Self-inflicted wound

A dissenter can be a faithful national leader

Jun 20, 2016 by

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“Physician, heal yourself!” Jesus expected that the skeptics would hurl this challenge when he announced God’s reign of peace (Luke 4:23). Today, Mennonite Church USA needs to accept the challenge of these words. They challenge us to live the gospel of peace that we preach.

Members of MC USA might hear them as a call to heal the church by living peaceably with each other despite differences over how to relate to lesbian, gay, bisexual and transgender people.

Instead of healing itself, the denomination is suffering more self-inflicted wounds. Now it is time to make peace rather than cause more injury. It is time to accept differences over how to relate to sexual minorities rather than continue to divide and punish.

The latest self-inflicted wound is the resignation of Isaac Villegas, pastor of Chapel Hill Mennonite Fellowship in North Carolina, from the denomination’s Executive Board. Some members of the board advised him to resign because he officiated a same-sex wedding. Virginia Mennonite Conference has suspended his credentials.

Villegas has broken a rule that forbids pastors to perform same-sex weddings. Thus the question: Is he disqualified from a denominational leadership role?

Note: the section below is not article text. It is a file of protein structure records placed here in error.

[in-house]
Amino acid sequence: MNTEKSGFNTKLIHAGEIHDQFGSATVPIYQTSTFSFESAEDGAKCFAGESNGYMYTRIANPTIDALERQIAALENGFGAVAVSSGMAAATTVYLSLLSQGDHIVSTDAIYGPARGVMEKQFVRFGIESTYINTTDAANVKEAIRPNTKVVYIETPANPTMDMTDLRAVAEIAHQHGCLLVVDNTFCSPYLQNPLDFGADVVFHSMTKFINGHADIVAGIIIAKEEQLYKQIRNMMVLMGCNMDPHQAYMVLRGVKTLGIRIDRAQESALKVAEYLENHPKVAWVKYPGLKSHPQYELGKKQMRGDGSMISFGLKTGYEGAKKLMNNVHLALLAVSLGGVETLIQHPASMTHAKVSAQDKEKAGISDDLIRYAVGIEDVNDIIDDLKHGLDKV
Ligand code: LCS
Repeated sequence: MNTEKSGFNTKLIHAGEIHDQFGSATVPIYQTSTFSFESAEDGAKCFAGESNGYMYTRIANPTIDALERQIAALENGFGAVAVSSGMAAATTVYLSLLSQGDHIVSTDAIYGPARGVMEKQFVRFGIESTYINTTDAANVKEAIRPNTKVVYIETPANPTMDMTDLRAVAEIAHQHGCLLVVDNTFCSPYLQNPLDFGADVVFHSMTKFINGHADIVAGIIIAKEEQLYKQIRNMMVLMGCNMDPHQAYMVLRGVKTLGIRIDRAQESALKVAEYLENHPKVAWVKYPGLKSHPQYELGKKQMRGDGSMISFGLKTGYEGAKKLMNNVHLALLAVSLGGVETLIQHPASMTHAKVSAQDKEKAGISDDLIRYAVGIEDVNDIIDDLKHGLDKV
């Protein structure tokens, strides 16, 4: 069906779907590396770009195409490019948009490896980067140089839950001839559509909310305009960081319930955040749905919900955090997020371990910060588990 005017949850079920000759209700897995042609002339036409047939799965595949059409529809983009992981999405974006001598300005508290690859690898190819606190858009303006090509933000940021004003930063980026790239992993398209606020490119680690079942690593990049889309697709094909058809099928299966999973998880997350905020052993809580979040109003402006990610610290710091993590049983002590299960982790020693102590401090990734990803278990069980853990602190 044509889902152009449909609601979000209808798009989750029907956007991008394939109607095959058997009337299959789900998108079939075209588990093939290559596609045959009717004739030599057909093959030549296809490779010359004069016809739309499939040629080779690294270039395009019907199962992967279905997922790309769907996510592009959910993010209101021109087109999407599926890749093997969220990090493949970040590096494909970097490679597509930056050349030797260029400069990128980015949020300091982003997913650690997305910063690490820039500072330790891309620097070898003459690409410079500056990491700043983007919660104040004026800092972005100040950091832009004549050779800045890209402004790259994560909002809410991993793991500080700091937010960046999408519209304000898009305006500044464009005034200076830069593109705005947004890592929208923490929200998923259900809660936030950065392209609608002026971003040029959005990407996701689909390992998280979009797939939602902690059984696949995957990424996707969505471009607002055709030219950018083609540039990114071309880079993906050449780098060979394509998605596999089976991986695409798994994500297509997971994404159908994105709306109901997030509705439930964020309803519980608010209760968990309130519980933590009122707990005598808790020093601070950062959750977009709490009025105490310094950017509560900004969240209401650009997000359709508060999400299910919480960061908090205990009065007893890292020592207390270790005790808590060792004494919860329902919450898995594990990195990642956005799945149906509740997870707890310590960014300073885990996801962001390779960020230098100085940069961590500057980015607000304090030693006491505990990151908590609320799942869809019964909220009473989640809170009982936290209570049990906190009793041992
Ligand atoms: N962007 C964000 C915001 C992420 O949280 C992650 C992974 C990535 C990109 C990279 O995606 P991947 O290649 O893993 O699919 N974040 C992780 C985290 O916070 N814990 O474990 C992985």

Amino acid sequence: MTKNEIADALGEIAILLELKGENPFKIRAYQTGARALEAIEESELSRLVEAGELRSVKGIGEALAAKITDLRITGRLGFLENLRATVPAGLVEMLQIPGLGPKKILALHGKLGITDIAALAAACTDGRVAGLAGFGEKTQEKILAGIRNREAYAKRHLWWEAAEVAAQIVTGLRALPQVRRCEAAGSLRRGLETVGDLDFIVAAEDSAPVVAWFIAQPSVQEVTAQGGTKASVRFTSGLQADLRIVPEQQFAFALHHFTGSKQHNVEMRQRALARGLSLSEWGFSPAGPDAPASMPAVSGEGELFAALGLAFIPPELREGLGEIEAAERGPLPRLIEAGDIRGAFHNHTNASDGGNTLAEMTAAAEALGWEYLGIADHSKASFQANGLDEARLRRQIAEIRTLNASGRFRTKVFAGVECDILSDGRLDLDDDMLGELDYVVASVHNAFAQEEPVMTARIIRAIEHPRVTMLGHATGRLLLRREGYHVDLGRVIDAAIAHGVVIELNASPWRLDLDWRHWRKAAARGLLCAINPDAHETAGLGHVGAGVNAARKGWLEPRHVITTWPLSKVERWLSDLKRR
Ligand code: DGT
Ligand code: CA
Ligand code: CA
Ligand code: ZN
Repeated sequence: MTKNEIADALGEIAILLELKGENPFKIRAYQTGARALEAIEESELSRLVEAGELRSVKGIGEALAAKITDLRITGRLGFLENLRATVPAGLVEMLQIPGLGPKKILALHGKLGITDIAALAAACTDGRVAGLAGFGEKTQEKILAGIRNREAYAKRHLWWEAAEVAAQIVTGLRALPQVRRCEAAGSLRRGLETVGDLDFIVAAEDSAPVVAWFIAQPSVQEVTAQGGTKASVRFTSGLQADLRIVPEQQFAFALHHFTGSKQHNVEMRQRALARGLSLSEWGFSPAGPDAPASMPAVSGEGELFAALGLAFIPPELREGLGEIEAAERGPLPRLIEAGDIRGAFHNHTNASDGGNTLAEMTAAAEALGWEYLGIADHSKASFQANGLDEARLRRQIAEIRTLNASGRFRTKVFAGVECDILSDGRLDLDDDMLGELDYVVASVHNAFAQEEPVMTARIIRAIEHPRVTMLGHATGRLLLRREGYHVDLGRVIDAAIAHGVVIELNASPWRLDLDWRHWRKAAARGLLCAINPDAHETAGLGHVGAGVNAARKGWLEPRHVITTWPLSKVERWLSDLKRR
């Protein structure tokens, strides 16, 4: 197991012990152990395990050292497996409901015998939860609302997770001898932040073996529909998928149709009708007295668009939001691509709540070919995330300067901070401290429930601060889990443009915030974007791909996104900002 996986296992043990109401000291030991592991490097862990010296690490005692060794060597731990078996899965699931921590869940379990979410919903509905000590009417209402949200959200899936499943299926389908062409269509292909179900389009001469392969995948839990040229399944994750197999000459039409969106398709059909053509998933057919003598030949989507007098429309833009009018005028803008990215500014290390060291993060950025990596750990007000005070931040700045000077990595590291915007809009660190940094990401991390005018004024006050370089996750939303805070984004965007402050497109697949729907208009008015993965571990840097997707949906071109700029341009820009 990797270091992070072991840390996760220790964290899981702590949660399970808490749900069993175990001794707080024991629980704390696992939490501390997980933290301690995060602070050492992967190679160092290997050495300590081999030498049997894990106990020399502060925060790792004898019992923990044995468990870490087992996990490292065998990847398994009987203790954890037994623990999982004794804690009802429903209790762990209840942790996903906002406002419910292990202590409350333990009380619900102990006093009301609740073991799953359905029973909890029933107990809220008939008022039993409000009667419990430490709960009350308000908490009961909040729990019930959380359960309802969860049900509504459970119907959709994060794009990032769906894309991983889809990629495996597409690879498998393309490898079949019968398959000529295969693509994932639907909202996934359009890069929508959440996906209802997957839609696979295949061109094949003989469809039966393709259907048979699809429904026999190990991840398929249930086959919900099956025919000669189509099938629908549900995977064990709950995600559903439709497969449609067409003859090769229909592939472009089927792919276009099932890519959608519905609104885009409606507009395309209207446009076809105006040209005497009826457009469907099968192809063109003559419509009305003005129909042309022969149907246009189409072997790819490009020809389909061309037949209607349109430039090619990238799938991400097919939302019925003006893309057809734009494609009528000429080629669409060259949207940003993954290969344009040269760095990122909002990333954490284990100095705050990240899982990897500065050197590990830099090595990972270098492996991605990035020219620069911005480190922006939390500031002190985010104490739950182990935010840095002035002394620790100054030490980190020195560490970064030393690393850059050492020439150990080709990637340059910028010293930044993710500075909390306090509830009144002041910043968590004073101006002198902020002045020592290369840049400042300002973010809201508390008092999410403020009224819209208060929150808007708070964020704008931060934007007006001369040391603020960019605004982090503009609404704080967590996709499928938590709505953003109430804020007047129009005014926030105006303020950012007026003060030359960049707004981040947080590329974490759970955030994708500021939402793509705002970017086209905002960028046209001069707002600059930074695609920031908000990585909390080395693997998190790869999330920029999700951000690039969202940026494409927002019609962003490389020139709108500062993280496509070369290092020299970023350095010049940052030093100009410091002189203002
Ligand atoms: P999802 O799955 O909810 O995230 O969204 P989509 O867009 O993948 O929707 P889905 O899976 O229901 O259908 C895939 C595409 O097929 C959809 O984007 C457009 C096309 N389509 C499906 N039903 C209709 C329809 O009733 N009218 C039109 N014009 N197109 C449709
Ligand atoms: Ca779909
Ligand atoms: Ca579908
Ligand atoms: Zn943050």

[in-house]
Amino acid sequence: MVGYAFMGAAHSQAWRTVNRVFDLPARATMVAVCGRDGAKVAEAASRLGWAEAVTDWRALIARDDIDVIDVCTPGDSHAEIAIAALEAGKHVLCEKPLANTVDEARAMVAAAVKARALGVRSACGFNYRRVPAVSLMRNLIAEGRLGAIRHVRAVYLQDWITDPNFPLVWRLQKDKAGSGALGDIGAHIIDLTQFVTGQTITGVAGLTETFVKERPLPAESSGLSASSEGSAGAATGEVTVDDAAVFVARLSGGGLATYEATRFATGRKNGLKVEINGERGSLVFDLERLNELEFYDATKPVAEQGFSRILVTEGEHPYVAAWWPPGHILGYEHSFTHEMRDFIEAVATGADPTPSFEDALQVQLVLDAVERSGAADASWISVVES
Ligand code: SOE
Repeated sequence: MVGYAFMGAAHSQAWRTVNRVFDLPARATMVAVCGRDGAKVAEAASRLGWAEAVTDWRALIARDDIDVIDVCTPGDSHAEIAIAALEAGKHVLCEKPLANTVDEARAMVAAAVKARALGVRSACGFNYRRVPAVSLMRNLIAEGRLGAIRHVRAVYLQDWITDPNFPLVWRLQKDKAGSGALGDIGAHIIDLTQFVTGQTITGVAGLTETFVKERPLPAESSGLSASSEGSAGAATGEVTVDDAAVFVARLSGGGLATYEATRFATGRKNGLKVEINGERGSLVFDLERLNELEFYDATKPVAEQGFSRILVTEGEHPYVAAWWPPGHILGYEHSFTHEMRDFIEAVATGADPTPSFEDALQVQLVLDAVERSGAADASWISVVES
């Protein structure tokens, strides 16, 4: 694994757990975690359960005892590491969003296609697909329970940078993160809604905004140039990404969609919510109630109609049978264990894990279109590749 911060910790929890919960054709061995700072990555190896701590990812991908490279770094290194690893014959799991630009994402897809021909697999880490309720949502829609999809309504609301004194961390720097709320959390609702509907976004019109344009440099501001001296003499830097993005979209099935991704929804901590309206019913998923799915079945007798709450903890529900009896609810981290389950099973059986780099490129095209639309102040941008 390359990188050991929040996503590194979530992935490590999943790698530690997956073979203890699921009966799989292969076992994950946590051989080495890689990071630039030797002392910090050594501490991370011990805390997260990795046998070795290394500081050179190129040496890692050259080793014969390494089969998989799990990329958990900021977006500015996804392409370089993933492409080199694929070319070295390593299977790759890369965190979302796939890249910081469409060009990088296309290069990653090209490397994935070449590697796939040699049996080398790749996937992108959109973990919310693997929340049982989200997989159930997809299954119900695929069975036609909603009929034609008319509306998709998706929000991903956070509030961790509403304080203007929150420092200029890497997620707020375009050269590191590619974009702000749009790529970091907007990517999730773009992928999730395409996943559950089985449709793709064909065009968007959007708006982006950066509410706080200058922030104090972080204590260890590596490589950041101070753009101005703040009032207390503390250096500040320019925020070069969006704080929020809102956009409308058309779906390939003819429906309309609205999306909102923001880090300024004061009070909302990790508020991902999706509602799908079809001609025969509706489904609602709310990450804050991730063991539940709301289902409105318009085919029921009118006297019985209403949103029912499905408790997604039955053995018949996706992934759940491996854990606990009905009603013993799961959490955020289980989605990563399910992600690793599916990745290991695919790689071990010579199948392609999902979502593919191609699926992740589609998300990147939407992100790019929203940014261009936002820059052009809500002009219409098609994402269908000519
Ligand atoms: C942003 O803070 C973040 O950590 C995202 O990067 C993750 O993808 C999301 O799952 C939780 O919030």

We believe Villegas should not have been advised to resign. He was a valued board member whose variance from the denomination’s position on this one issue should not outweigh the many gifts he has demonstrated in nearly three years of service on the Executive Board.

Villegas’ stance on same-sex marriage does not make him an outlier. His convictions align with a significant segment of the denomination — members who fully affirm LGBT Christians or are willing to worship alongside those who do. Last fall, Western District Conference delegates voted to allow pastors to officiate same-sex marriages if their congregations approve. This congregational viewpoint ought to have a place on the Executive Board. As Villegas wrote in a May 23 letter, he acted with the full approval of his congregation: “I would be denying God’s call in my life if I were to reject our discernment of the Spirit’s leading.”

In his letter, Villegas noted that denominational statements make room for those who dissent from the Confession of Faith. The 2015 “Forbearance in the Midst of Differences” resolution is the most recent. Variance on the place of LGBT people in the church holds unique status as officially tolerated dissent. This ought to be true of the Executive Board as well.

A dissenter can be a faithful leader, especially one who is supported by a body of loyal dissenters who love their spiritual home and cannot imagine leaving it. The #WeStandWithIsaac movement on social media gives evidence of this.

Meanwhile, the church yearns for healing. “Many of us,” says the forbearance resolution, “desire to be liberated from the entrenched nature of this conflict so that we may be freed to join together in mission, service [and] witness.” The proverb Jesus cited suggests the way to liberation: “Heal yourself.” This can happen only if the church calls a truce, stops fighting endless battles that no one wins, and accepts that it cannot expect everyone to relate to LGBT Christians the same way.

Thus far, members of MC USA have done more wounding than healing. Advising a gifted leader to step down is just the latest self-inflicted injury.


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